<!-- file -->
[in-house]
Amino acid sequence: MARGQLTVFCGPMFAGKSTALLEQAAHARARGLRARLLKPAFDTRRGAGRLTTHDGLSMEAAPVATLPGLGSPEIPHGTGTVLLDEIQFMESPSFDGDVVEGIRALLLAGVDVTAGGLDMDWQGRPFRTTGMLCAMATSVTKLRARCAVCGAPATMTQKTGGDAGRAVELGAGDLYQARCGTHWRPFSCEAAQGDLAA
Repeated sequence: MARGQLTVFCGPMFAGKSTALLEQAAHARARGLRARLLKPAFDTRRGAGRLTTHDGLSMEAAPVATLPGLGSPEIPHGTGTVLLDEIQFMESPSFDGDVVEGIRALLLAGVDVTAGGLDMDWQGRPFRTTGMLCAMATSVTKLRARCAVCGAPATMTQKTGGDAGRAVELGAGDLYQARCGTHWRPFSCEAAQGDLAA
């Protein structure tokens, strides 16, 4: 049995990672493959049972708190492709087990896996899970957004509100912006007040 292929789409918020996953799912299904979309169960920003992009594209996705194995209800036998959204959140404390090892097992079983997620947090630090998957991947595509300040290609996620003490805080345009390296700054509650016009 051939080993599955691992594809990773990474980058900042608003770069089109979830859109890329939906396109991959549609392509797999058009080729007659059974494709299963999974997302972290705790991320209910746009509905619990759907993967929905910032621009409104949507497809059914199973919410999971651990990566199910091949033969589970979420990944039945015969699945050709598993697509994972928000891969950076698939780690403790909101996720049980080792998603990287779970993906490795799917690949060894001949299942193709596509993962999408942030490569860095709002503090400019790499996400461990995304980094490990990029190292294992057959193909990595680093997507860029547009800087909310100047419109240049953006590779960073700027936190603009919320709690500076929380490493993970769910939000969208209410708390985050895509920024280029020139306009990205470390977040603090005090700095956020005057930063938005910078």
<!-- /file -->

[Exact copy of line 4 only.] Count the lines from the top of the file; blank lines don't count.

């Protein structure tokens, strides 16, 4: 049995990672493959049972708190492709087990896996899970957004509100912006007040 292929789409918020996953799912299904979309169960920003992009594209996705194995209800036998959204959140404390090892097992079983997620947090630090998957991947595509300040290609996620003490805080345009390296700054509650016009 051939080993599955691992594809990773990474980058900042608003770069089109979830859109890329939906396109991959549609392509797999058009080729007659059974494709299963999974997302972290705790991320209910746009509905619990759907993967929905910032621009409104949507497809059914199973919410999971651990990566199910091949033969589970979420990944039945015969699945050709598993697509994972928000891969950076698939780690403790909101996720049980080792998603990287779970993906490795799917690949060894001949299942193709596509993962999408942030490569860095709002503090400019790499996400461990995304980094490990990029190292294992057959193909990595680093997507860029547009800087909310100047419109240049953006590779960073700027936190603009919320709690500076929380490493993970769910939000969208209410708390985050895509920024280029020139306009990205470390977040603090005090700095956020005057930063938005910078």